During the course of your marriage, you and your spouse have acquired assets and liabilities. Now that you and your spouse are going through a divorce, you need to determine how to divide the marital assets and liabilities equitably. In the event that you and your spouse cannot agree on an equitable division of the assets and liabilities, the Court has specific factors that it must consider when ordering an equitable division of the assets and liabilities. The controlling statute of equitable division of the marital estate is Massachusetts General Laws. Ch. 208 §34.
Before we address what “Equitable Division” means, it is important to define the marital estate. According to the Commonwealth of Massachusetts, the “Marital Estate” is considered to be all property owned by the parties. According to the Massachusetts case, Rice vs. Rice, 372 Mass. 398, marital property is defined as, “all property to which he or she holds title, however acquired.” In short, all assets owned by the parties whether individually, jointly, held for the parties’ benefit, or otherwise, are considered part of the marital estate. In certain circumstances, a court may consider a portion of assets of a party acquired prior to the marriage as marital assets, subject to equitable division.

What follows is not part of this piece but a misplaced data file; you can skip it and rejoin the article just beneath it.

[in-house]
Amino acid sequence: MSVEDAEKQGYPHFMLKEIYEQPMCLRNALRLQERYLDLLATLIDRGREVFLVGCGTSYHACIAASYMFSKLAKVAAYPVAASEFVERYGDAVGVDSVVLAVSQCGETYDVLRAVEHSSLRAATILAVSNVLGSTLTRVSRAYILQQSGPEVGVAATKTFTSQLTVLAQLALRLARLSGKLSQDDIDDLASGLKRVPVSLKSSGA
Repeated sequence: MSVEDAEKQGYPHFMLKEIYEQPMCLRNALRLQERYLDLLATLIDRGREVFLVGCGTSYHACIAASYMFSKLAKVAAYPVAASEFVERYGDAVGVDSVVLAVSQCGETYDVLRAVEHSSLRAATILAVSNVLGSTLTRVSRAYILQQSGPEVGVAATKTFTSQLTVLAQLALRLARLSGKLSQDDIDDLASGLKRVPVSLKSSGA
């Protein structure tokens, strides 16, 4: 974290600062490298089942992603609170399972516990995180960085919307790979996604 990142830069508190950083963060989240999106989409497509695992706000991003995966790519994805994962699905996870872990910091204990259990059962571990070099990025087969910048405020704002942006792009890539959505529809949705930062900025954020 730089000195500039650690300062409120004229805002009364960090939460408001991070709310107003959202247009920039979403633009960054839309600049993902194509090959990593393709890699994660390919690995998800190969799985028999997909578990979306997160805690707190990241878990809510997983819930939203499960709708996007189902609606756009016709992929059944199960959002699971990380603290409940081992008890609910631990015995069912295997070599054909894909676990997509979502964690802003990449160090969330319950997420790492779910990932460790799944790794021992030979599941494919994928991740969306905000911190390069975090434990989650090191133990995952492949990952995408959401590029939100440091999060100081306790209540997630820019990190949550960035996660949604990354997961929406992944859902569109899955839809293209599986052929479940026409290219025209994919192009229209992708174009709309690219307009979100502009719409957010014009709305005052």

Massachusetts is an Equitable Division State, and not an Equal Division State. What this means is that the Court divides the Marital Estate in an equitable way, which isn’t necessarily an equal one. If you and your spouse cannot agree on how to divide property and debts, a judge will divide the marital estate after consideration of the following factors:
The court may also consider each spouse’s contributions to the acquisition, preservation, or increase in value of the marital estate, and either spouse’s contributions to the family unit as a homemaker and or caretaker.
If either spouse is seeking a division of the marital estate other than 50/50, the parties’ conduct during the marriage and contributions to the marital estate and home are factors commonly cited as a basis for a division of the marital estate other than 50/50. Courts are especially likely to consider misconduct that resulted in the waste or dissipation of marital assets available for distribution (gambling, for example, or giving away large amounts of money without the other spouse’s consent).
The court has broad discretion in dividing up the marital estate in an equitable fashion. If you are going through a divorce, it is important that your interest in the marital estate is protected. For assistance, contact an experienced Massachusetts law firm, such as Karpenski & Schmelkin Divorce and Family Law Attorneys.